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I'm interested in finding the general solution $f(x)$ of the equation: $(1+x)f'(x)+(f(x/2)-f(x))=-1$, $x\ge0$. Can Mathematica help here? For instance, it is easy to verify that the (slightly different) equation $(1+x)f'(x)+2(f(x/2)-f(x))=-1$ is solved by $f(x)=C-x$ where $C$ is an arbitrary constant. Can Mathematica help reach this conclusion?

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  • $\begingroup$ Did you check RSolve? $\endgroup$ Apr 10, 2017 at 1:29
  • $\begingroup$ Yes, to no avail. It doesn't seem to understand derivatives. $\endgroup$
    – Alex
    Apr 10, 2017 at 1:34
  • $\begingroup$ I had no luck with either DSolve or NDSolve. DSolve[(1 + x) f'[x] + f[x/2] - f[x] == -1, f, x] gave DSolve::litarg error. NDSolve[{(1 + x) f'[x] + f[x/2] - f[x] == -1, f[0] == 1}, f, {x, 0, 1}] gave NDSolve::cdelay error, saying "the method currently implemented for delay differential equations does not support delays that depend directly on the time variable or dependent variables." $\endgroup$
    – Chris K
    Apr 10, 2017 at 2:27
  • $\begingroup$ @ChrisK: I had exactly the same issues. $\endgroup$
    – Alex
    Apr 10, 2017 at 15:06

1 Answer 1

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A small number of Taylor coefficients in $x=0$ is enough for FindSequenceFunction to provide the whole Taylor series:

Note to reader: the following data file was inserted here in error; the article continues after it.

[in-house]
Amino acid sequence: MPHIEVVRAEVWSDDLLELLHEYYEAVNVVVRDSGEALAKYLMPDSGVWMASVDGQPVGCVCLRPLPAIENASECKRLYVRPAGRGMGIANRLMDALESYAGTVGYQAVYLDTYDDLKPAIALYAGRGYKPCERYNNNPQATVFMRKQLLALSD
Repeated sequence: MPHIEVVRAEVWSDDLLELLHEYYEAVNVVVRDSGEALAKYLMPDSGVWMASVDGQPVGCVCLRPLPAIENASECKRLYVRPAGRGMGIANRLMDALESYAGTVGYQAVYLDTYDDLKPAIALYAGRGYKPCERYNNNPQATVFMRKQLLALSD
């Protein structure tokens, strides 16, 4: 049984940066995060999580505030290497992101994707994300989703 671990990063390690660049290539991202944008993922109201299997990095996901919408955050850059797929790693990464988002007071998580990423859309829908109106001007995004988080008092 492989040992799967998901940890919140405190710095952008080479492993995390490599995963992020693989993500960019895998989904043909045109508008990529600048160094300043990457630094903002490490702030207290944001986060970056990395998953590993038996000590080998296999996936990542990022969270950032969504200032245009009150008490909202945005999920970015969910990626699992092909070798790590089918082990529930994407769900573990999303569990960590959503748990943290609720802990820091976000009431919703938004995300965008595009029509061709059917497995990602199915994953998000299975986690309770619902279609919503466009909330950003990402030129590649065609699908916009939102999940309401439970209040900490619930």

n = 10;
res = First[# /. Solve[Thread[Table[SeriesCoefficient[(1 + x) f'[x] + f[x/2] - f[x],
        {x, 0, i}], {i, 0, n}] == Table[SeriesCoefficient[-1, {x, 0, i}], {i, 0, n}]],
            #] &[Table[Derivative[i + 1][f][0], {i, 0, n}]]]
Sum[x^i/i! FindSequenceFunction[res, i], {i, 0, m}] + C[1]

$C[1] + \sum _{i=0}^m -\frac{x^i \prod _{K[1]=1}^{i-1} -2^{-K[1]} \left(2^{K[1]} K[1]-2^{K[1]}+1\right)}{i!}$

If f is replaced by this series in the equation, it is not hard to see that summing up to some m yields something with the form $c\ x^m$. (First include in each of the sums only the 1 or 2 terms that adds some $x^{m-1}$ and expand to see that $x^{m-1}$ disappears, hence after summing the first $m$ terms, there is only $c\ x^m$ that can have a non-zero coefficient). Now sum to $m$, discard all but the $x^m$ terms and simplify to see that $|c\ x^m|$ equals $$|x|^m\prod _{K[1]=1}^m \frac{2^{-K[1]} \left(2^{K[1]} K[1]-2^{K[1]}+1\right)}{K[1]}$$

The factors in the product are all less than one, so the error of the Taylor series decrease to $0$ as $m\to \infty$ if (and probably only if) $|x|\leq 1$.

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